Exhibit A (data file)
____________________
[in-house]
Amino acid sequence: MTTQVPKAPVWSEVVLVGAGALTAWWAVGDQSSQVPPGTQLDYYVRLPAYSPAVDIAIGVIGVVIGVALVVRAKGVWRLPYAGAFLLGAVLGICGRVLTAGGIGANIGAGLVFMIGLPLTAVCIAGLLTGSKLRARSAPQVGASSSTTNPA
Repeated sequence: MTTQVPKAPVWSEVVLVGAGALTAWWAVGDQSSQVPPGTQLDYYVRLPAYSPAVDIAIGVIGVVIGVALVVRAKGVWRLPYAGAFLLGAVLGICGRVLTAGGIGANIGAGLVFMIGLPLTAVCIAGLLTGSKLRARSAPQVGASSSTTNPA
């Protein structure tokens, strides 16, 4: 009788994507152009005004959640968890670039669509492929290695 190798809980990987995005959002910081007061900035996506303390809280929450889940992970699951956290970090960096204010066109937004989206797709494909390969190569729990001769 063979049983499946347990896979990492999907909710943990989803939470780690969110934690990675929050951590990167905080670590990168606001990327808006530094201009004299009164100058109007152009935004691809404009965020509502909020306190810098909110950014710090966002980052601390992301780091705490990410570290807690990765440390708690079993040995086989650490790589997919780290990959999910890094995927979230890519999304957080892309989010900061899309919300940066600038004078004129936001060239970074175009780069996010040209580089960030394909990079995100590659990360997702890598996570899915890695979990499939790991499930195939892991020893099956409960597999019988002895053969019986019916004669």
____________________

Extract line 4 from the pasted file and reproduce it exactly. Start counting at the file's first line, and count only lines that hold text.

């Protein structure tokens, strides 16, 4: 009788994507152009005004959640968890670039669509492929290695 190798809980990987995005959002910081007061900035996506303390809280929450889940992970699951956290970090960096204010066109937004989206797709494909390969190569729990001769 063979049983499946347990896979990492999907909710943990989803939470780690969110934690990675929050951590990167905080670590990168606001990327808006530094201009004299009164100058109007152009935004691809404009965020509502909020306190810098909110950014710090966002980052601390992301780091705490990410570290807690990765440390708690079993040995086989650490790589997919780290990959999910890094995927979230890519999304957080892309989010900061899309919300940066600038004078004129936001060239970074175009780069996010040209580089960030394909990079995100590659990360997702890598996570899915890695979990499939790991499930195939892991020893099956409960597999019988002895053969019986019916004669």